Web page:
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Calm Happy People Half as Likely to Develop Dementia

Kathleen Blanchard's picture

According to a new analysis published January 19 in the American Academy of Neurology, people who are calm and happy are half as likely to develop dementia compared to others who are easily distressed, introverted, or unsociable.

Mental attitude important for a long life

Hui-Xin Wang, PhD, with the Karolinska Institute in Stockholm Sweden and lead study authors tell us: "In the past, studies have shown that chronic distress can affect parts of the brain, such as the hippocampus, possibly leading to dementia, but our findings suggest that having a calm and outgoing personality in combination with a socially active lifestyle may decrease the risk of developing dementia even further. However, these are early results, so how exactly mental attitude influences risk for dementia is not clear."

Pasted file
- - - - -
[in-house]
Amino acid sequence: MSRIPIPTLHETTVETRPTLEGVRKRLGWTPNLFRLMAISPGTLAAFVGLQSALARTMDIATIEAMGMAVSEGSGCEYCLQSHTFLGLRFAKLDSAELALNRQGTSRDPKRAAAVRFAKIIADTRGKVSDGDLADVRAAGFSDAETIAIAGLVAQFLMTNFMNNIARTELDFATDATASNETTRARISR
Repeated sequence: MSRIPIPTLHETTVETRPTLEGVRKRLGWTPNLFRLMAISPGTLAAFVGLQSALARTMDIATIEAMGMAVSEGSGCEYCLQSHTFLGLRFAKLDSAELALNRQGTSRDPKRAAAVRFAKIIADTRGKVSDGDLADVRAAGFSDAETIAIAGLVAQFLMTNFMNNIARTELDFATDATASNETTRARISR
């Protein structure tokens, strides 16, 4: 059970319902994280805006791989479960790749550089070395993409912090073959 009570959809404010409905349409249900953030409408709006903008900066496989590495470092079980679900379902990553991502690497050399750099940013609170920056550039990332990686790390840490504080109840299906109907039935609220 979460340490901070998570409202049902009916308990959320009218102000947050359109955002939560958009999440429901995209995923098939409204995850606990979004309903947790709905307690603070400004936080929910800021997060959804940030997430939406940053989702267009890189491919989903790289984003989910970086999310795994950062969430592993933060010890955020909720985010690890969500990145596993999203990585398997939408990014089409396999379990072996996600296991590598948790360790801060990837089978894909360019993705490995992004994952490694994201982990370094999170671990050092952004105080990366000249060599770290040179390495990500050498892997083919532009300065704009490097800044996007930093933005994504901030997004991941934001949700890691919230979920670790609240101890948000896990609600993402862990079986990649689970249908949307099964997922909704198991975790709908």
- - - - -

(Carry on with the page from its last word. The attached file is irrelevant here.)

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The authors send questionnaires to 506 people with no signs of dementia. Over a period of six years, 144 people, identified through the questionnaires as easily distressed, nervous, or unhappy with their social lives, developed dementia. Those who were calm and happy had a 50% decreased risk of dementia.

The good news is, lifestyle factors can be modified as opposed to genetic factor that we can't control.

Estimates show that by 2030, one in seven Americans will have some form of dementia. The new study not only shows us that we can take charge of our health, but it emphasizes the negative impact of stress and unhappiness on brain health.

Past studies have also shown that happiness leads to longevity. The new study shows that we can reduce our risk of dementia in half by focusing on social activities, interaction with others and lifestyle changes that promote a calm and happy life.

Socially Active and Not Easily Stressed? You May Not Develop Dementia